Traditional maintenance management systems often require highly skilled administrators to access data and are very cumbersome to input and access at the shop floor level. Workers tend to resist technology if it doesn't bring immediate value to them.

On the other hand, if you give an employee a tool and it makes their job easier, you usually cannot pry it out of their hands. That's the sign of real value; they see it as their own and not something that they are forced to use.

I am continually amazed to see how quickly users of all levels of tech-savviness can learn and leverage maintenance management systems to improve their jobs and deliver business results at all levels. When you make it as easy to use as any other social media app or site, it's no wonder the adoption rate is so rapid.

A Maintenance Management System Should Make Your Life Easier (Not Harder)

I worked as a maintenance manager for five years in a major consumer electronics company and was faced with the challenges of a traditional CMMS. It took me way too much time to get data out of the system and I often had to rely on others to do so.

I always had a note taped to my desk with all of the special system codes. Had I ever lost that sheet, pulling reports or querying data would have been nearly impossible. After implementing L2L, I felt like I owned the data. I could pull reliability data in seconds compared to hours or even days. Since I was looking at the data so much more, the quality and quantity also increased exponentially.

The old adage is true: What gets measured gets worked on, and I felt like I finally had a system I could use and leverage to manage the maintenance team more effectively for not only their benefit but for the business too.

  • Other benefits of a cutting-edge maintenance management system include:
  • Reduction in administrative time
  • Increased Productivity/Time for Hourly and Salary
  • Easier Budget Planning Tools
  • Simple Reporting and Trending
  • Real Time Cost Tracking

It Should Provide A Simple Tie-in With Production

The real coupe with a next gen maintenance management system is the tie-in with production data through IoT technology.

Using PLCs and wireless connected sensors, you can easily collect data around:

  • Downtime data
  • Production numbers
  • Scrap data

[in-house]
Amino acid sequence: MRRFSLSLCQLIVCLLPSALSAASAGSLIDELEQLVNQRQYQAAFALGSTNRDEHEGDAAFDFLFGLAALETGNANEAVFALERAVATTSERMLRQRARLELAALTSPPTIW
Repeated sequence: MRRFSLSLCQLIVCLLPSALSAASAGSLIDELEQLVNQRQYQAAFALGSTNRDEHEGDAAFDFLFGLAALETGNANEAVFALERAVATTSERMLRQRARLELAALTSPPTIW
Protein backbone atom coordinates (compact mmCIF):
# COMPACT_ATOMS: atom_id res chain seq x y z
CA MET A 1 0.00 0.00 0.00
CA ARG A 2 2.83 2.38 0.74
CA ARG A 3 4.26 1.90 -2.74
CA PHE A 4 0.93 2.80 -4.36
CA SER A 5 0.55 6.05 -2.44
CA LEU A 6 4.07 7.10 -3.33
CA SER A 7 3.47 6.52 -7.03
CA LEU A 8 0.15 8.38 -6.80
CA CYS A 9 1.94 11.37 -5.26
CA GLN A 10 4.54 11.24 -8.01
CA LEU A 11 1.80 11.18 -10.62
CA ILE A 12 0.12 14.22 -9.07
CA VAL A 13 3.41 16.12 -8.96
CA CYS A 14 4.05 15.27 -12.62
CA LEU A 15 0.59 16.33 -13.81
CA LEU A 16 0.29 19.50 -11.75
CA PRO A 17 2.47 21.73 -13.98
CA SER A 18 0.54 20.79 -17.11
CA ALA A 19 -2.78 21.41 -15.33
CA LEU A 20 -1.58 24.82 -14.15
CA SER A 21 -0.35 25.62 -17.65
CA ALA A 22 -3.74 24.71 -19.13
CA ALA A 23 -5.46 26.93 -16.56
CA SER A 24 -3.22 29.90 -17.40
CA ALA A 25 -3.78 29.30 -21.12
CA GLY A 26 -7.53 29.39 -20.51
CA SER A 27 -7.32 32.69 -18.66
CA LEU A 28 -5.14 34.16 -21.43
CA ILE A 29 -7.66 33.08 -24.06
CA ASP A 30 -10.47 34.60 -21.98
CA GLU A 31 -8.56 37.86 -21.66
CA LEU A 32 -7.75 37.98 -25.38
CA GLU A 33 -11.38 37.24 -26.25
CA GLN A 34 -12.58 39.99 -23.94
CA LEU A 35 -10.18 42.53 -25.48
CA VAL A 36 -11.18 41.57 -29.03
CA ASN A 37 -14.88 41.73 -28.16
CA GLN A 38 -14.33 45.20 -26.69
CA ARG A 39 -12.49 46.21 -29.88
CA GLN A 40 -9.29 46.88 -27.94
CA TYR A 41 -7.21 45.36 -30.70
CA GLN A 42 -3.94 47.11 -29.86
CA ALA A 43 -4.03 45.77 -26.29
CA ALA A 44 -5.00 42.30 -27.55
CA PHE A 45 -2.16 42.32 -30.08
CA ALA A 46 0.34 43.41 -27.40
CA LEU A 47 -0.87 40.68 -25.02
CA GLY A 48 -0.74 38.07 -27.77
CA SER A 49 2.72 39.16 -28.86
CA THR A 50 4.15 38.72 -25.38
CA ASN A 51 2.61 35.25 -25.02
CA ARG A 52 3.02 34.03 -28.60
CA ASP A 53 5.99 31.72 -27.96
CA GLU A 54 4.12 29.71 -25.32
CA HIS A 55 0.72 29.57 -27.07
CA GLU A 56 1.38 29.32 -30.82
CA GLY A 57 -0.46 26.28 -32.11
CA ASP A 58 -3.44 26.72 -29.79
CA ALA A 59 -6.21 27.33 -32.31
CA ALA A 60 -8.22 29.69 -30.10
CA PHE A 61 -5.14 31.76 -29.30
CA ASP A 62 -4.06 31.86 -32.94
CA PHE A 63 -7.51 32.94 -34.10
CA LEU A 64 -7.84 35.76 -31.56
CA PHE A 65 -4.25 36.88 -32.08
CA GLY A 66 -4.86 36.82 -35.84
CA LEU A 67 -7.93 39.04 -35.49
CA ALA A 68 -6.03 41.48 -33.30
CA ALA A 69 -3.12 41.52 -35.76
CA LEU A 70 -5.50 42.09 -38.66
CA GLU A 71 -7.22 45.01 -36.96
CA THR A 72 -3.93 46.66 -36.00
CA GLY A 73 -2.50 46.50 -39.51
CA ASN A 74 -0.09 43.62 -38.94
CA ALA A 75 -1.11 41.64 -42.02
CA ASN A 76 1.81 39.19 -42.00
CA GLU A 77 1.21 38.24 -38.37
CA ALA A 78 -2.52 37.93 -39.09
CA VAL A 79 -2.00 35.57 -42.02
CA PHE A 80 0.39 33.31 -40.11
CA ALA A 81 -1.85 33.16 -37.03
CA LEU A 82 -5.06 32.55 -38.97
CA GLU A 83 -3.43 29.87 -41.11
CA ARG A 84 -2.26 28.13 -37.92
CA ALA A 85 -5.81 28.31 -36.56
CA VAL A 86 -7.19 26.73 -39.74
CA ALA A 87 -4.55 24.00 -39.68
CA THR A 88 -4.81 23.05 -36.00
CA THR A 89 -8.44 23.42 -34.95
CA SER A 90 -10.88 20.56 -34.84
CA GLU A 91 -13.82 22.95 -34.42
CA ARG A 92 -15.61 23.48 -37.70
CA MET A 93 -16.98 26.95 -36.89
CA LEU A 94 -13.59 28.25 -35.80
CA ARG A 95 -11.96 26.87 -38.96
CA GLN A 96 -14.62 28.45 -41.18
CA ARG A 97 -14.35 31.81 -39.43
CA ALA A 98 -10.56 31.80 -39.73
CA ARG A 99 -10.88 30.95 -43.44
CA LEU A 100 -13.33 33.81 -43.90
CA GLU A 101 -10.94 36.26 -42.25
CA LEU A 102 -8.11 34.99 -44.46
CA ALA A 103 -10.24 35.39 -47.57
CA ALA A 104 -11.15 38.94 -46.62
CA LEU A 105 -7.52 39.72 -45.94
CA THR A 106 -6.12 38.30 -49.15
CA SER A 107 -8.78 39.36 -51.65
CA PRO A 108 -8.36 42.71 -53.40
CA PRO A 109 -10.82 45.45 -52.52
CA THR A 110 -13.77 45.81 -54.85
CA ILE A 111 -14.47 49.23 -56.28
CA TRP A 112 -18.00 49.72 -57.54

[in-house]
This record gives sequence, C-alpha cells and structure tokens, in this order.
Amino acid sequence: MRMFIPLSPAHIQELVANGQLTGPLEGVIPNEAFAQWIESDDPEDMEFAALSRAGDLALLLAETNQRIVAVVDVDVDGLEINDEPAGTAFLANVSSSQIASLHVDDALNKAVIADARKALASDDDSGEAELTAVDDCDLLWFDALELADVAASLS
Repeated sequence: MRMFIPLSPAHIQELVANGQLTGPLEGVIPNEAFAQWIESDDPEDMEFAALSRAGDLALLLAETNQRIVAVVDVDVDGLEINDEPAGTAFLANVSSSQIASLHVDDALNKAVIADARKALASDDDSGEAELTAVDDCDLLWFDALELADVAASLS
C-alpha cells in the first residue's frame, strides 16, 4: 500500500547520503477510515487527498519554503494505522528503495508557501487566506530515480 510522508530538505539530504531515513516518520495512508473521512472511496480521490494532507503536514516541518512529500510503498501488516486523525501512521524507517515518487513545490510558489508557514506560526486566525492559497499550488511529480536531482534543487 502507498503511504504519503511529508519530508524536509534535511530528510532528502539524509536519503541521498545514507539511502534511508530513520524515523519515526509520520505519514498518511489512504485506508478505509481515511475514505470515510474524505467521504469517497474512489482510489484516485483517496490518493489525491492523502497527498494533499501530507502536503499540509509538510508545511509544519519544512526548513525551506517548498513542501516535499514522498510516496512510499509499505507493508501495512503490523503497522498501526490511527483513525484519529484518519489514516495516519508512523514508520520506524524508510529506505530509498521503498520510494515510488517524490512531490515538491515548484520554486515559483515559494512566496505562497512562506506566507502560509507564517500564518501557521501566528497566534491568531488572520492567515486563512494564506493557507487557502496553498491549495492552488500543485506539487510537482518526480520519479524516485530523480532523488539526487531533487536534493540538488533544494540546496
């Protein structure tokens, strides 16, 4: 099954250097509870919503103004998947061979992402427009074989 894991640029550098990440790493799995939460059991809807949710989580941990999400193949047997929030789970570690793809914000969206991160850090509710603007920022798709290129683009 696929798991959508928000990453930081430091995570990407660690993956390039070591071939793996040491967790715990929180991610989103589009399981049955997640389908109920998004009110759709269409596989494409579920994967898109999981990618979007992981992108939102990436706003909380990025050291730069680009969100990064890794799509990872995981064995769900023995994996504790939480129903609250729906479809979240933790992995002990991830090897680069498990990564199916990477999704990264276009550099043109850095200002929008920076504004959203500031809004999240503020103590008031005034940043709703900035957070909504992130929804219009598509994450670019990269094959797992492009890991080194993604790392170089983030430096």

• Run rates

These are combined to create a single source of data, useful for calculating machine OEE and other critical metrics. This also eliminates tension between maintenance and production personnel. Instead of having two separate sets of data, both teams feed data into the same software to create one system that acts as a single source of truth.

It Should Foster Greater Employee Engagement

For decades, organizations have striven to unlock the true potential of engagement from employees. A next-gen computerized maintenance management system combines mobility, ease of UI, and real-time visibility in order provide a platform where employees can quickly:

  • Log abnormalities
  • Suggest improvements
  • Record improvement processes in the constraint areas of the facility

As you see, computerized maintenance management software technology has come a long way since its inception over four decades ago. Advancements in hardware and coding techniques have given the software industry greater tools to create a seamless user experience.

But the one constant through all of it has been that the most powerful machine on the factory floor is still the human brain and its ability to problem solve.

As we provide plant floor workers a tool to have the right information at the right times, then we can count on their abilities to analyze and solve problems that impact the bottom line.

Hopefully, you can see how the maintenance management system in your facility can be more than just a cost center. Cloud-based tools and systems like L2L’s Next-Gen CMMS are changing the way maintenance is done all over the world, revolutionizing plant floors, and ultimately adding value to the bottom line more than ever before.

Interested in a maintenance management system that does it all? Request a demo with L2L to see how we can help you achieve operational excellence.